HRC36: Kenya – Human rights situations that require the Council’s attention

Human Rights Council: 36th Session
Item 4: General Debate – Human rights situations that require the Council’s attention

Oral Intervention
Delivered on 19 September 2017 by Ludivine Lecat

Thank you Mr. President.

The East and Horn of Africa Human Rights Defenders Project and the National Coalition of Human Rights Defenders – Kenya bring to your attention the challenging situation of Kenyan human rights defenders, as the country prepares for a new presidential election in October.

Sadly, the aftermath of the 8 August 2017 vote was again marred by violence. Police responded to isolated protests with excessive force, invading and looting private properties, and killing at least 24 people, according to a local rights group.

The Coalition documented 26 cases of violations against human rights monitors and journalists from April to September, including reports of harassment, intimidation, malicious prosecution, arbitrary arrest, assault, confiscation or destruction of equipment, and summary executions.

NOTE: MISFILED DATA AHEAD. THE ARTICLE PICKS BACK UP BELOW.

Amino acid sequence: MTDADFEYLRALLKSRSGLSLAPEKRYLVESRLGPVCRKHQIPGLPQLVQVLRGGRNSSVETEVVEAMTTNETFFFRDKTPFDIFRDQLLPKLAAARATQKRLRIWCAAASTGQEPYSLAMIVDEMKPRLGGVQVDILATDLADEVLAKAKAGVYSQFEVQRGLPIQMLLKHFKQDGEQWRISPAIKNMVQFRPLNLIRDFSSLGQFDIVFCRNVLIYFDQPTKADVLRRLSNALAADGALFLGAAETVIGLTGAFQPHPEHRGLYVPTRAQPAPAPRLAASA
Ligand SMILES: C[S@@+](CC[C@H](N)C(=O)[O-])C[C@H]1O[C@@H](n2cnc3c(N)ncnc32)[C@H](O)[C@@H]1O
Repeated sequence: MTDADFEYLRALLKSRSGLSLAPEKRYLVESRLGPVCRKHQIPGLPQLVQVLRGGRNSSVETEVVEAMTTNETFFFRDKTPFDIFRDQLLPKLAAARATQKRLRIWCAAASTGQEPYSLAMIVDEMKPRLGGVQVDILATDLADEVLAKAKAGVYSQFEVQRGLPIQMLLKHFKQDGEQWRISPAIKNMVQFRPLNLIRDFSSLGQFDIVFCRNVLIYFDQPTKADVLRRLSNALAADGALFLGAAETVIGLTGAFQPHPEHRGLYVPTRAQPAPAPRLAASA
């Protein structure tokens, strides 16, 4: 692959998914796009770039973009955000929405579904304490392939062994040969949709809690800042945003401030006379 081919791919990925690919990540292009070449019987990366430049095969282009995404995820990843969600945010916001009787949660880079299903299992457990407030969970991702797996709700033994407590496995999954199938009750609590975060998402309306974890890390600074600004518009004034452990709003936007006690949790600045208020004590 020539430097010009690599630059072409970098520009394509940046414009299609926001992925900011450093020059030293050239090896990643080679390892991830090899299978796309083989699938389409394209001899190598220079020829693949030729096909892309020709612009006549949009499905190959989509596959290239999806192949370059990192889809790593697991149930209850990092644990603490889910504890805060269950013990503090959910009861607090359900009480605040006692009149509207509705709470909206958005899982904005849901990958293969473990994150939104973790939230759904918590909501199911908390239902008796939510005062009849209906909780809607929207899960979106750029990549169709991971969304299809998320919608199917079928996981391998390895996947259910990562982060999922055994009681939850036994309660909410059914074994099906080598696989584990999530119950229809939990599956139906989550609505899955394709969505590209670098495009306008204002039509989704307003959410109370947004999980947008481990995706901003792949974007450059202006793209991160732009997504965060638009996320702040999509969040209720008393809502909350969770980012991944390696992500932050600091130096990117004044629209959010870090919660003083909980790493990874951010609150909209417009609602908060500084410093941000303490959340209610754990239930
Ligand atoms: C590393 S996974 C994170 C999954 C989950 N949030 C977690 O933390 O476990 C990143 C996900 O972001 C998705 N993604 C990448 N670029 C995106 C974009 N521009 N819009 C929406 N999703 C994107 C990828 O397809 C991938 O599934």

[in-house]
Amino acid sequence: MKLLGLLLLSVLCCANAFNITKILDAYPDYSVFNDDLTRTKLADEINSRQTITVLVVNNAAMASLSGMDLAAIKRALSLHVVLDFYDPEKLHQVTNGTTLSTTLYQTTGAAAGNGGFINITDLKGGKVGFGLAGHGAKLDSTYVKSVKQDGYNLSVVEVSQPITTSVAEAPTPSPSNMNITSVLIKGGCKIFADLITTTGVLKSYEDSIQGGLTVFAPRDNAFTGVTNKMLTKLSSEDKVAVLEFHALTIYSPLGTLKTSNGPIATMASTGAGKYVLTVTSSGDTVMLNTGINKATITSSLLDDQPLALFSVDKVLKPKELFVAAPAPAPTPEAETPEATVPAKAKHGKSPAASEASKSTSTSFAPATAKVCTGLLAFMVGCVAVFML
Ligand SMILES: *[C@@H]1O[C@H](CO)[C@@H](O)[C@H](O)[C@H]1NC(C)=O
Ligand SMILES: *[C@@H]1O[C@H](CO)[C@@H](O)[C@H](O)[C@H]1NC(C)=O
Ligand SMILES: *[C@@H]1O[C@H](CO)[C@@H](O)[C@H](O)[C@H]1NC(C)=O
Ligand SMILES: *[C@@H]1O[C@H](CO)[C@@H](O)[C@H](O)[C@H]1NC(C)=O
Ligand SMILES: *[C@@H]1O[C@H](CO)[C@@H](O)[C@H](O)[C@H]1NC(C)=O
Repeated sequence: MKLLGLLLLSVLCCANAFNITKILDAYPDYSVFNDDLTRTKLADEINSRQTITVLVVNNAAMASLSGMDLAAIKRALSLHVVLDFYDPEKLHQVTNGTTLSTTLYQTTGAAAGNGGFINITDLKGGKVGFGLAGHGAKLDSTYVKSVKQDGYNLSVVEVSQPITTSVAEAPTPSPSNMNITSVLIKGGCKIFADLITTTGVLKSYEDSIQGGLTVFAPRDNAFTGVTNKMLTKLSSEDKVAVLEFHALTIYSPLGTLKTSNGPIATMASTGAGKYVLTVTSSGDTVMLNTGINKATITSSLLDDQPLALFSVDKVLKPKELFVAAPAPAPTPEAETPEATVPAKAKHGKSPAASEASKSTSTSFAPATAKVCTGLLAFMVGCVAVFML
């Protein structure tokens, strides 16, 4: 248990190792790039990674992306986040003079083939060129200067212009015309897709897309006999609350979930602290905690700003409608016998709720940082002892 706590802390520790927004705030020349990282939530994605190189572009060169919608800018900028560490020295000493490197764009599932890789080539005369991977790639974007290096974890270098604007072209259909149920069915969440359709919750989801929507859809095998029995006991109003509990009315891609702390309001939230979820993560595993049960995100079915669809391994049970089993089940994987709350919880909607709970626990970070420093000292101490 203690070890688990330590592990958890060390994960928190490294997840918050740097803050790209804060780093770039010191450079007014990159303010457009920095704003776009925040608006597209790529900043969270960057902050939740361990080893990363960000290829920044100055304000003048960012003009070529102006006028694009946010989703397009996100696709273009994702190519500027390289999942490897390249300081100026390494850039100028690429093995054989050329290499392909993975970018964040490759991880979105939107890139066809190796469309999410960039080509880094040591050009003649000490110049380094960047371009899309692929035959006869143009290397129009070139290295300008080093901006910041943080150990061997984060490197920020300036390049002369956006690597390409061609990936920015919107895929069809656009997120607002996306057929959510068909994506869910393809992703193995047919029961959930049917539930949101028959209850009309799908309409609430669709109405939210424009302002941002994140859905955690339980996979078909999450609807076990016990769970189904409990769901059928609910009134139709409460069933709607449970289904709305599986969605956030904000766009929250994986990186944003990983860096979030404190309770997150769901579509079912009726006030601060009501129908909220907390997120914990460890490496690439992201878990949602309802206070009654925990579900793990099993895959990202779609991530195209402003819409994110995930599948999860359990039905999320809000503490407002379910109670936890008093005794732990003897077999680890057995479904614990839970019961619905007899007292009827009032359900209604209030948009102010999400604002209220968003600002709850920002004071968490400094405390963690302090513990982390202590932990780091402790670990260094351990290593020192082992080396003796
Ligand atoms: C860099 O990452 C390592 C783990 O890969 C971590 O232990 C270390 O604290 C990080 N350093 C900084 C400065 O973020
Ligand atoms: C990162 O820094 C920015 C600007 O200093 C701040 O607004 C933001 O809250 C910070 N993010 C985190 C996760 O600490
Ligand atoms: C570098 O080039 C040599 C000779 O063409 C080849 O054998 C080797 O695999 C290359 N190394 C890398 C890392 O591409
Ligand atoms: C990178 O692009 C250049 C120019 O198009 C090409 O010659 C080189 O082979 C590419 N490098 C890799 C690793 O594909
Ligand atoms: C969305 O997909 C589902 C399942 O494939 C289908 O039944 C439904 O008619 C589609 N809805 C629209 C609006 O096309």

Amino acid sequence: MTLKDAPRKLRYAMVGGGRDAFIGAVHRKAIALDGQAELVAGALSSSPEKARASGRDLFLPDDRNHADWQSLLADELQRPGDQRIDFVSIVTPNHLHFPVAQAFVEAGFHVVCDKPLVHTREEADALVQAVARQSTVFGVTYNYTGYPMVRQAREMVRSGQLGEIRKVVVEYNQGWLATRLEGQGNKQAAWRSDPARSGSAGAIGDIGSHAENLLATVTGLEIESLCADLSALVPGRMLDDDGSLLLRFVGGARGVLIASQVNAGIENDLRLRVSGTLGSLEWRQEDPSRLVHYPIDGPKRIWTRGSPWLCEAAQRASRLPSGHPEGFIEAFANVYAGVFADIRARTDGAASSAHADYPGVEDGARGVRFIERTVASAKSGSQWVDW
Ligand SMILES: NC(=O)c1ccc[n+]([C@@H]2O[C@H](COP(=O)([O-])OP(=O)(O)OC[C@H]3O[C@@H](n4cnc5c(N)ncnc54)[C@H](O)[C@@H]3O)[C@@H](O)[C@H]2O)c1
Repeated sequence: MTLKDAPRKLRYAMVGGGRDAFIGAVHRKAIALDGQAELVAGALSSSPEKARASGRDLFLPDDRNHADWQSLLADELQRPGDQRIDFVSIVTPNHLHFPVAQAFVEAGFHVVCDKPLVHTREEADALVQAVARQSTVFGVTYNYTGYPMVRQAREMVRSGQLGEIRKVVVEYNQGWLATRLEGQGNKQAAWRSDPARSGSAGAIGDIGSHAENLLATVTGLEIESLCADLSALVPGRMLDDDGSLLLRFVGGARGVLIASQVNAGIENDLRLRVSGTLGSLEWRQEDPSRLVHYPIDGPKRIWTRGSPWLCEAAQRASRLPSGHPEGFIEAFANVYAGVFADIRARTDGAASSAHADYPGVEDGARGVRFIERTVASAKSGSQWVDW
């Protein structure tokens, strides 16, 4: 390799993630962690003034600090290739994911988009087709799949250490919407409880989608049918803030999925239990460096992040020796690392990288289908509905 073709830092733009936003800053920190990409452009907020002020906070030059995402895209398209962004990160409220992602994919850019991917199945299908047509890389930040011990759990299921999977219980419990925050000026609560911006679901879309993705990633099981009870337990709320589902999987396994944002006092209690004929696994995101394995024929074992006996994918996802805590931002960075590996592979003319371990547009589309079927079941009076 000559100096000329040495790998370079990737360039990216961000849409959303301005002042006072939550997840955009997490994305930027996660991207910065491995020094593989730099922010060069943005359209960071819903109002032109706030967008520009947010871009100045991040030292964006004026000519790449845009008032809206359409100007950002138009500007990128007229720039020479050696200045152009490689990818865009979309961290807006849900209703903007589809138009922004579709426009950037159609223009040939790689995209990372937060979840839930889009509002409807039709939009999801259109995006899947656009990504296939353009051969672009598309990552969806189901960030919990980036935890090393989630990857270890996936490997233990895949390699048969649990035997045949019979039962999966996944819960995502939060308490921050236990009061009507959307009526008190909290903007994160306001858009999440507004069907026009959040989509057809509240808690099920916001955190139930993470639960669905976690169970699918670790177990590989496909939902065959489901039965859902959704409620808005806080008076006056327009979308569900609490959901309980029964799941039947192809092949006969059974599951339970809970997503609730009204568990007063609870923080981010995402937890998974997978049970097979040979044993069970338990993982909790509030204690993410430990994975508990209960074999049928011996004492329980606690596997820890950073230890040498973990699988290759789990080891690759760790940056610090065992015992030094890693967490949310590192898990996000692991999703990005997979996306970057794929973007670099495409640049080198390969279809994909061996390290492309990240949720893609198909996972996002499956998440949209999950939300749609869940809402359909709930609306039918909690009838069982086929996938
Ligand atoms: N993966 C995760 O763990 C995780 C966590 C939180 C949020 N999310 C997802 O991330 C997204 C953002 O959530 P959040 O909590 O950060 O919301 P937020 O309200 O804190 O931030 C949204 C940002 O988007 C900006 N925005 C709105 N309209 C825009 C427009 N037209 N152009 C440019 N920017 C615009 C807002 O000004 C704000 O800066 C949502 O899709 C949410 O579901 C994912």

On 14 August, Kenya’s NGO Coordination board moved to deregister the Kenya Human Rights Commission and the African Centre for Open Governance without any regard for due process, after they had played a key role in demanding a transparent election.

After the historic ruling by the Kenyan Supreme Court to annul the results of the 8 August Presidential elections, it is paramount that human rights defenders are allowed to play a constructive role in ensuring free, fair, and transparent elections without fear of reprisals.

I thank you.


Human Rights Defender of the month: Kasale Maleton Mwaana

Kasale’s human rights activism precedes his years. The son of pastoralist parents from Ngorongoro district in northern Tanzania, he grew up seeing his parents and entire community having to defend their land and way of life against authorities who thought their lands could be put to better use. Now, at 25, Kasale is already one of the most recognizable advocates of his people’s cause, much to the ire of Tanzanian authorities.
“Our people’s struggle goes back many generations. It started with the pushing out of our forefathers from Serengeti to gazette Serengeti National Park in 1959, and then further evictions from the Ngorongoro crater to gazette the Ngorongoro conservation area in 1975. Since then, every generation has had to resist further evictions. It’s now my generation’s turn,” he says.